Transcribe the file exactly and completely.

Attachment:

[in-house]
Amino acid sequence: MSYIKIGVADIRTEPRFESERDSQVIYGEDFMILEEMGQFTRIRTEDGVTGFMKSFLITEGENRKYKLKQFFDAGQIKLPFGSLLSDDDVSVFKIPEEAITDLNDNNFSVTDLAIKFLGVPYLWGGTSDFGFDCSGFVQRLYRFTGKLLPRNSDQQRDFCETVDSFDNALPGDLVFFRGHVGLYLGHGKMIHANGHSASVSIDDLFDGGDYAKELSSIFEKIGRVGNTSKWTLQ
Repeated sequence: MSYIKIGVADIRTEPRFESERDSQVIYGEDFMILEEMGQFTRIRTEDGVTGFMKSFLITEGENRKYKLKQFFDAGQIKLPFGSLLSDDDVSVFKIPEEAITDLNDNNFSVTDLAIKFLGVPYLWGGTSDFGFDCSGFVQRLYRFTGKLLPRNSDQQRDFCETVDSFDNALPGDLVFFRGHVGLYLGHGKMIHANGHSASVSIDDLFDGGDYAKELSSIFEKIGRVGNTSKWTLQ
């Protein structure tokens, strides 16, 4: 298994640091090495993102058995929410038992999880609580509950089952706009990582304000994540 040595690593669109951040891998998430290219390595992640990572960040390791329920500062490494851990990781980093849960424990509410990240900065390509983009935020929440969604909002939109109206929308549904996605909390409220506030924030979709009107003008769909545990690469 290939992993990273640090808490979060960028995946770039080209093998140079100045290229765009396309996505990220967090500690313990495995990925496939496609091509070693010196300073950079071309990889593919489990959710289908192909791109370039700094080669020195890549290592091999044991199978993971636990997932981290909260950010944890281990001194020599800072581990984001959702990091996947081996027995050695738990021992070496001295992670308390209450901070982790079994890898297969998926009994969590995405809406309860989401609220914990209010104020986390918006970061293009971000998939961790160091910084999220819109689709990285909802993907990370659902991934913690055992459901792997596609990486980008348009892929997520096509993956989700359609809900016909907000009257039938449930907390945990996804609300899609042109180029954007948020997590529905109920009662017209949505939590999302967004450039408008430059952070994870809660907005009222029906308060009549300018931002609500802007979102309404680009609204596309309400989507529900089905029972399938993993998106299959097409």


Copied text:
[in-house]
Amino acid sequence: MSYIKIGVADIRTEPRFESERDSQVIYGEDFMILEEMGQFTRIRTEDGVTGFMKSFLITEGENRKYKLKQFFDAGQIKLPFGSLLSDDDVSVFKIPEEAITDLNDNNFSVTDLAIKFLGVPYLWGGTSDFGFDCSGFVQRLYRFTGKLLPRNSDQQRDFCETVDSFDNALPGDLVFFRGHVGLYLGHGKMIHANGHSASVSIDDLFDGGDYAKELSSIFEKIGRVGNTSKWTLQ
Repeated sequence: MSYIKIGVADIRTEPRFESERDSQVIYGEDFMILEEMGQFTRIRTEDGVTGFMKSFLITEGENRKYKLKQFFDAGQIKLPFGSLLSDDDVSVFKIPEEAITDLNDNNFSVTDLAIKFLGVPYLWGGTSDFGFDCSGFVQRLYRFTGKLLPRNSDQQRDFCETVDSFDNALPGDLVFFRGHVGLYLGHGKMIHANGHSASVSIDDLFDGGDYAKELSSIFEKIGRVGNTSKWTLQ
């Protein structure tokens, strides 16, 4: 298994640091090495993102058995929410038992999880609580509950089952706009990582304000994540 040595690593669109951040891998998430290219390595992640990572960040390791329920500062490494851990990781980093849960424990509410990240900065390509983009935020929440969604909002939109109206929308549904996605909390409220506030924030979709009107003008769909545990690469 290939992993990273640090808490979060960028995946770039080209093998140079100045290229765009396309996505990220967090500690313990495995990925496939496609091509070693010196300073950079071309990889593919489990959710289908192909791109370039700094080669020195890549290592091999044991199978993971636990997932981290909260950010944890281990001194020599800072581990984001959702990091996947081996027995050695738990021992070496001295992670308390209450901070982790079994890898297969998926009994969590995405809406309860989401609220914990209010104020986390918006970061293009971000998939961790160091910084999220819109689709990285909802993907990370659902991934913690055992459901792997596609990486980008348009892929997520096509993956989700359609809900016909907000009257039938449930907390945990996804609300899609042109180029954007948020997590529905109920009662017209949505939590999302967004450039408008430059952070994870809660907005009222029906308060009549300018931002609500802007979102309404680009609204596309309400989507529900089905029972399938993993998106299959097409």